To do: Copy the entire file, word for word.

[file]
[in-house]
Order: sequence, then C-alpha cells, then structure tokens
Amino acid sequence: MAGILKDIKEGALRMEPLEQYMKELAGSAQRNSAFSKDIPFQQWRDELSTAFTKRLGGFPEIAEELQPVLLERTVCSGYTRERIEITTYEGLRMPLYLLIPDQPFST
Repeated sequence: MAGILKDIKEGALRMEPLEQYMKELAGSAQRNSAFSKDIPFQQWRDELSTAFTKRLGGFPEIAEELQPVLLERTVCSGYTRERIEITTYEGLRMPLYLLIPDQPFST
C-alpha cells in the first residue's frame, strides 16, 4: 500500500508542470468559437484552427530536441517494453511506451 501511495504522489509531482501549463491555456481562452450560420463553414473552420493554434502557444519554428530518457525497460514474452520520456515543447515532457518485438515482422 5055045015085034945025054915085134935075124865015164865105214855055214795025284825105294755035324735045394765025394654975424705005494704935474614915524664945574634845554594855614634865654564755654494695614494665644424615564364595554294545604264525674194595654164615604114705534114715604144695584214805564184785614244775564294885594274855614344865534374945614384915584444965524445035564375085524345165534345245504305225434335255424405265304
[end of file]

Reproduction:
[in-house]
Order: sequence, then C-alpha cells, then structure tokens
Amino acid sequence: MAGILKDIKEGALRMEPLEQYMKELAGSAQRNSAFSKDIPFQQWRDELSTAFTKRLGGFPEIAEELQPVLLERTVCSGYTRERIEITTYEGLRMPLYLLIPDQPFST
Repeated sequence: MAGILKDIKEGALRMEPLEQYMKELAGSAQRNSAFSKDIPFQQWRDELSTAFTKRLGGFPEIAEELQPVLLERTVCSGYTRERIEITTYEGLRMPLYLLIPDQPFST
C-alpha cells in the first residue's frame, strides 16, 4: 500500500508542470468559437484552427530536441517494453511506451 501511495504522489509531482501549463491555456481562452450560420463553414473552420493554434502557444519554428530518457525497460514474452520520456515543447515532457518485438515482422 5055045015085034945025054915085134935075124865015164865105214855055214795025284825105294755035324735045394765025394654975424705005494704935474614915524664945574634845554594855614634865654564755654494695614494665644424615564364595554294545604264525674194595654164615604114705534114715604144695584214805564184785614244775564294885594274855614344865534374945614384915584444965524445035564375085524345165534345245504305225434335255424405265304